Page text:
- Special Sections
- Public Notices
To the editor:
In the Jan. 28 edition, the Skylight Country store cries foul, claiming that EPA is trying to put small gas stations out of business. Is that really true? Of course not! Many environmental laws have been enacted to protect air, land and water that we humans require to sustain our lives. The Leaking Underground Storage Tank program is one such set of laws and regulations.
In 1984 – 26 years ago – amendments to the statute known as RCRA required EPA to set requirements and standards for the design, installation, leak detection, spill and overfill control, corrective action and closure of underground tanks that hold petroleum and hazardous chemicals. After public comment (including from tank owners and operators), these rules were issued in 1988.
The final regulations, issued in 1998, required that all tanks be upgraded, replaced or closed; however, the testing, inspection, upgrading and closure/removal of tanks were going on since 1988. No one in the business of selling fuels from underground tanks should claim surprise regarding requirements to comply with legal standards.
Gasoline isn’t harmless and its key constituents aren’t always safe for people. Benzene increases the risk of cancer with long-term exposure; toluene and ethyl benzene may cause damage to the liver, kidneys and central nervous system; MTBE is highly soluble and can make drinking water unfit for consumption. Sorry, but I’m not interested in having any of these chemicals in my water, nor paying more because water has to be cleaned up before I can drink it. As it is, $.001 per gallon gas any of us has purchased since 1987 goes into the LUST Trust Fund to pay for cleanup of leaking tanks that have been abandoned.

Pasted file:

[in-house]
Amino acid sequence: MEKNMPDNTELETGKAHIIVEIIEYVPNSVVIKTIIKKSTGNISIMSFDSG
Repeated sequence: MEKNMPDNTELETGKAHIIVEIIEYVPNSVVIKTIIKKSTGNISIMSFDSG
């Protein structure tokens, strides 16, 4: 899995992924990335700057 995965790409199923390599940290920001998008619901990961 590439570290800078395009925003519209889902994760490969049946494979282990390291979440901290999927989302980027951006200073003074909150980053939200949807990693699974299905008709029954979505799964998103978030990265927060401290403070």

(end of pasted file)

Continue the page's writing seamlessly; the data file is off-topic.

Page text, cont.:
EPA is monitoring hundreds of thousands of sites with underground tanks. All operators are treated the same under the regulations. Underground tanks with fuel in them corrode over time; if they leak, their contents enter the soil and groundwater. So here’s a reality check: the regulations were enacted to protect Ms. Claggett, her family, customers, neighbors – people who need clean water to drink and clean soil to grow the food we eat. Food and water originate from the earth, not local stores. The laws are about protecting people and our community.
The Skylight Country Store is to be commended for doing the right thing by properly closing their tanks.
Lisa L. Fleming